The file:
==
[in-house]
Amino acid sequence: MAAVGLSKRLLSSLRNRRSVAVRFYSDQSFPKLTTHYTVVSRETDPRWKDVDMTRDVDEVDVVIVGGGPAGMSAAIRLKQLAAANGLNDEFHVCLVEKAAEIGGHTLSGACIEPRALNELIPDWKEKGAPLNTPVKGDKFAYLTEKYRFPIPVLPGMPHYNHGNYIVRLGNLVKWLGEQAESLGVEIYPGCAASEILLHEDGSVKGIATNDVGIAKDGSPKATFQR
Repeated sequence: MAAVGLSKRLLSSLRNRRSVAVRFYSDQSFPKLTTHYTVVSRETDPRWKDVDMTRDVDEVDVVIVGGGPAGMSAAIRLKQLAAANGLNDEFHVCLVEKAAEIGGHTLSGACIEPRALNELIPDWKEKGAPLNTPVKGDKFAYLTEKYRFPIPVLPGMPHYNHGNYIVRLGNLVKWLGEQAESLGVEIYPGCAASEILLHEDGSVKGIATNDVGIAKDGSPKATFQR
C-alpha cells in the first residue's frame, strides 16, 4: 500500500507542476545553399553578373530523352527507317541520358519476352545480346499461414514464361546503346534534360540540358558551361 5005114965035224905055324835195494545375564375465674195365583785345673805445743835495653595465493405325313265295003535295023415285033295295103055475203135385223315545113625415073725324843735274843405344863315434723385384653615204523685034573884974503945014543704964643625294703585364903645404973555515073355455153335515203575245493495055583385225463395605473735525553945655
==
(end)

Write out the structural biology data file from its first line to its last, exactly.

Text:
[in-house]
Amino acid sequence: MAAVGLSKRLLSSLRNRRSVAVRFYSDQSFPKLTTHYTVVSRETDPRWKDVDMTRDVDEVDVVIVGGGPAGMSAAIRLKQLAAANGLNDEFHVCLVEKAAEIGGHTLSGACIEPRALNELIPDWKEKGAPLNTPVKGDKFAYLTEKYRFPIPVLPGMPHYNHGNYIVRLGNLVKWLGEQAESLGVEIYPGCAASEILLHEDGSVKGIATNDVGIAKDGSPKATFQR
Repeated sequence: MAAVGLSKRLLSSLRNRRSVAVRFYSDQSFPKLTTHYTVVSRETDPRWKDVDMTRDVDEVDVVIVGGGPAGMSAAIRLKQLAAANGLNDEFHVCLVEKAAEIGGHTLSGACIEPRALNELIPDWKEKGAPLNTPVKGDKFAYLTEKYRFPIPVLPGMPHYNHGNYIVRLGNLVKWLGEQAESLGVEIYPGCAASEILLHEDGSVKGIATNDVGIAKDGSPKATFQR
C-alpha cells in the first residue's frame, strides 16, 4: 500500500507542476545553399553578373530523352527507317541520358519476352545480346499461414514464361546503346534534360540540358558551361 5005114965035224905055324835195494545375564375465674195365583785345673805445743835495653595465493405325313265295003535295023415285033295295103055475203135385223315545113625415073725324843735274843405344863315434723385384653615204523685034573884974503945014543704964643625294703585364903645404973555515073355455153335515203575245493495055583385225463395605473735525553945655